questionswhat's the best ram configuration: 4gb @ 800mhz…


The more ram you have has been shown to improve performance greater than the speed of the ram.


Are you running a 64 bit operating system? If not, then it will cap you out at about 4 gigs anyway -- if you are, then you can run more.


@capguncowboy: Yes. I'm running Windows 7 Professional 64-bit. I have an AMD Athlon X2 64 6000+ processor running on an Abit KN9 NForce2 Ultra motherboard. The RAM I have is:

2 x 1GB GEIL PC2-6400 (CL4 @ 533MHz, CL5 @ 667/800MHz)
2 x 2GB PC2-6400 from Best Buy [I had gift cards] (CL4 @ 533MHz, CL5 @ 667MHz, CL6 @ 800MHz)

Running all at stock voltages and stock timings.


Both sets of ram are rated to run at 800 Mhz, so unless your mobo is at fault, you should have no problem running both at 800 Mhz. What mobo do you have?


@quengilar: I stated in my last post that I have an Abit KN9 NForce2 Ultra motherboard.

I've actually seen several forum posts online about people who are having my similar problem, but I've never found a solution from them.



Have you changed the order of the pairs of RAM?..
Example: remove the 1 Gig sticks and place the 2 Gig sticks in those slots, then place the 1 Gig sticks in the remaining 2 slots...


Sounds like a mobo issue, but the quantity of RAM matters a bit more than the difference between 667MHz and 800MHz RAM.
By the way, CL5/6 @ 667/800MHz is DDR2 speeds. If you're building a new computer, you will need DDR3 RAM. Your current RAM will not be compatible.


@hobbitss: I have not done this, as I don't believe that the slots are specified to a specific timing as verified in the BIOS. Thank you for the suggestion, though.

@stryker4526: I should have been a little clearer when I said "new computer" earlier - it is not new. I am putting it together from various parts of other computers in my graveyard. The motherboard that I am using for the "new" computer is an old HP Media Center PC, and it does indeed support only DDR2 RAM, not DDR3. Someday I'll build my i7-2600k system, but for now I'm trudging through with what I have.


Also, as for quantity of RAM vs. difference in speed, could someone please explain that a little more? I understand the difference between going from 1GB of RAM to 4GB on a Windows 7 machine. After all, running the OS alone can use nearly 1GB of RAM, and when that gets full, the machine hits the swap file and slows down. But once I have 4GB, I don't seem to go above that often, as verified by the "Available" Physical memory in the Performance tab of Task Manager.

For example, on my machine, even if I have five flash-intensive tabs open in Internet Explorer, plus Lightroom with a catalog open, plus Photoshop with ten RAW files open that are each 12MB+, plus running some mildly intensive actions in a batch on those ten items, my Available Physical Memory barely drops below 2GB, which I think means that I'm using only 4GB of my 6GB even with that torture test. Usually, my usage isn't even close to that intensive.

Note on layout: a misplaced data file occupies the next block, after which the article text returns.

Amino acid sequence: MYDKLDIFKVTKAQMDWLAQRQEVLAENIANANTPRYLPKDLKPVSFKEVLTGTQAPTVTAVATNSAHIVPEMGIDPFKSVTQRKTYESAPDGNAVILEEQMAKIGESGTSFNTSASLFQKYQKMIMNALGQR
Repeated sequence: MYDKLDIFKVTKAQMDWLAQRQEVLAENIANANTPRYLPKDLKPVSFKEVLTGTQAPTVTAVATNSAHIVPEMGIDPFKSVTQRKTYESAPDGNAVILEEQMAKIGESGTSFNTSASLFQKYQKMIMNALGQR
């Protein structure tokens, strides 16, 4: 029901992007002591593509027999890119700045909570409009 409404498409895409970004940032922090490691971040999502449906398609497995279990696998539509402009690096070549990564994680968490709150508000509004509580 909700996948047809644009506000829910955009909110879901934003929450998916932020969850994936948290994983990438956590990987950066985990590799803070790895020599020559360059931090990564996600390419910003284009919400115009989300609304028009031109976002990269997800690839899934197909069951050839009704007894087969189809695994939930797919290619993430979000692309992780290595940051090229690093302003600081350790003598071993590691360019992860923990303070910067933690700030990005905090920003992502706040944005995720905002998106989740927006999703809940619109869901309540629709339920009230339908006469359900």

So shouldn't I go for 4GB at its fastest instead of having an extra 2GB?


There should be a way to manually set the RAM timings in BIOS for each stick and make it all happy.
If that doesn't work, I would place my vote for faster RAM over size. Size tends to only be useful if you use it. The extra 2GB would only be useful if you were already utilizing 4, which it seems like you aren't. The one advantage that you will see with more RAM is that the system can prefetch more (basically the OS will look at the programs used frequently and sort of load them into the memory so that it is there if you choose to run it).

But I would also say test it both ways and see what's faster


@sirlouie: There's more than one duck in this pond.
The system defaults to the lowest denominator.
ie: If you put two drives on one IDE cable, that bus can't run faster than the slowest drive. Another performance hit? Put your IDE HDD on the CD cable. If those RAM sticks won't run faster than 667, odds are the other two won't either. Tho most times RAM can take a little overclock- synch both channels to 800 in bios, and see what that does.
Don't mix and match- put the 2gb on one set, the 1gb on the second.
Try a memory checker. Pull one pair and test what you have. Replace them, retest. Add all four, retest again.
And as for size and performance, heck ya size matters! Sometimes it's the "spikes" that get you. I have a 650 watt power supply- my PC doesn't use 650 watts, but for spikes and surges there's plenty of room.
Maybe you're "idling", with four applications open, at 2 or 3 gb; but if you're batching 200 pix in Photoshop, playing games and downloading- you need that RAM!